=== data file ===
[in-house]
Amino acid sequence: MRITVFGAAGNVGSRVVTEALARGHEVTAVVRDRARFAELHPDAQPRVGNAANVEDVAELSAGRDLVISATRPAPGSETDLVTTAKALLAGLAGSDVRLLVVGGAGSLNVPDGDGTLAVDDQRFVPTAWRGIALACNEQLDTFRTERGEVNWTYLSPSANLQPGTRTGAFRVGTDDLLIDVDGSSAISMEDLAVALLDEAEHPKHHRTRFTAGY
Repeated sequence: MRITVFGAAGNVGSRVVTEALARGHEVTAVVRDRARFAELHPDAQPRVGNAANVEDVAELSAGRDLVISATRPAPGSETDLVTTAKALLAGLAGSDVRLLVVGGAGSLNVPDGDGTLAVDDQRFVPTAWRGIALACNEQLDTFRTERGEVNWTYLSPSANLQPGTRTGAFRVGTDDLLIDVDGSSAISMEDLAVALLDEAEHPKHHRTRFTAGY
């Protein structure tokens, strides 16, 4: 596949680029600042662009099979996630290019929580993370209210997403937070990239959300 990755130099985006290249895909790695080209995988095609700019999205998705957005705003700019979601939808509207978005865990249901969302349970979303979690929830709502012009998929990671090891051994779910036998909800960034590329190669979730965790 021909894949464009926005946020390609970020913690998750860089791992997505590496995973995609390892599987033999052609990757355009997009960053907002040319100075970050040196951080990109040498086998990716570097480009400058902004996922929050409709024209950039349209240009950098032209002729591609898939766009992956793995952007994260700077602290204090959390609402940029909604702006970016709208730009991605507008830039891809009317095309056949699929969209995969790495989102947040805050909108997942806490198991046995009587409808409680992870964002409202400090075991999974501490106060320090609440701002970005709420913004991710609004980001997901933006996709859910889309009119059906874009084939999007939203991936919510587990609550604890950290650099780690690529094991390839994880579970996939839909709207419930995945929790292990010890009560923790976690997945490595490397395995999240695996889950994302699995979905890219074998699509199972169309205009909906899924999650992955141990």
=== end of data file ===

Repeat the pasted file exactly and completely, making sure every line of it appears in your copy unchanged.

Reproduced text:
[in-house]
Amino acid sequence: MRITVFGAAGNVGSRVVTEALARGHEVTAVVRDRARFAELHPDAQPRVGNAANVEDVAELSAGRDLVISATRPAPGSETDLVTTAKALLAGLAGSDVRLLVVGGAGSLNVPDGDGTLAVDDQRFVPTAWRGIALACNEQLDTFRTERGEVNWTYLSPSANLQPGTRTGAFRVGTDDLLIDVDGSSAISMEDLAVALLDEAEHPKHHRTRFTAGY
Repeated sequence: MRITVFGAAGNVGSRVVTEALARGHEVTAVVRDRARFAELHPDAQPRVGNAANVEDVAELSAGRDLVISATRPAPGSETDLVTTAKALLAGLAGSDVRLLVVGGAGSLNVPDGDGTLAVDDQRFVPTAWRGIALACNEQLDTFRTERGEVNWTYLSPSANLQPGTRTGAFRVGTDDLLIDVDGSSAISMEDLAVALLDEAEHPKHHRTRFTAGY
């Protein structure tokens, strides 16, 4: 596949680029600042662009099979996630290019929580993370209210997403937070990239959300 990755130099985006290249895909790695080209995988095609700019999205998705957005705003700019979601939808509207978005865990249901969302349970979303979690929830709502012009998929990671090891051994779910036998909800960034590329190669979730965790 021909894949464009926005946020390609970020913690998750860089791992997505590496995973995609390892599987033999052609990757355009997009960053907002040319100075970050040196951080990109040498086998990716570097480009400058902004996922929050409709024209950039349209240009950098032209002729591609898939766009992956793995952007994260700077602290204090959390609402940029909604702006970016709208730009991605507008830039891809009317095309056949699929969209995969790495989102947040805050909108997942806490198991046995009587409808409680992870964002409202400090075991999974501490106060320090609440701002970005709420913004991710609004980001997901933006996709859910889309009119059906874009084939999007939203991936919510587990609550604890950290650099780690690529094991390839994880579970996939839909709207419930995945929790292990010890009560923790976690997945490595490397395995999240695996889950994302699995979905890219074998699509199972169309205009909906899924999650992955141990």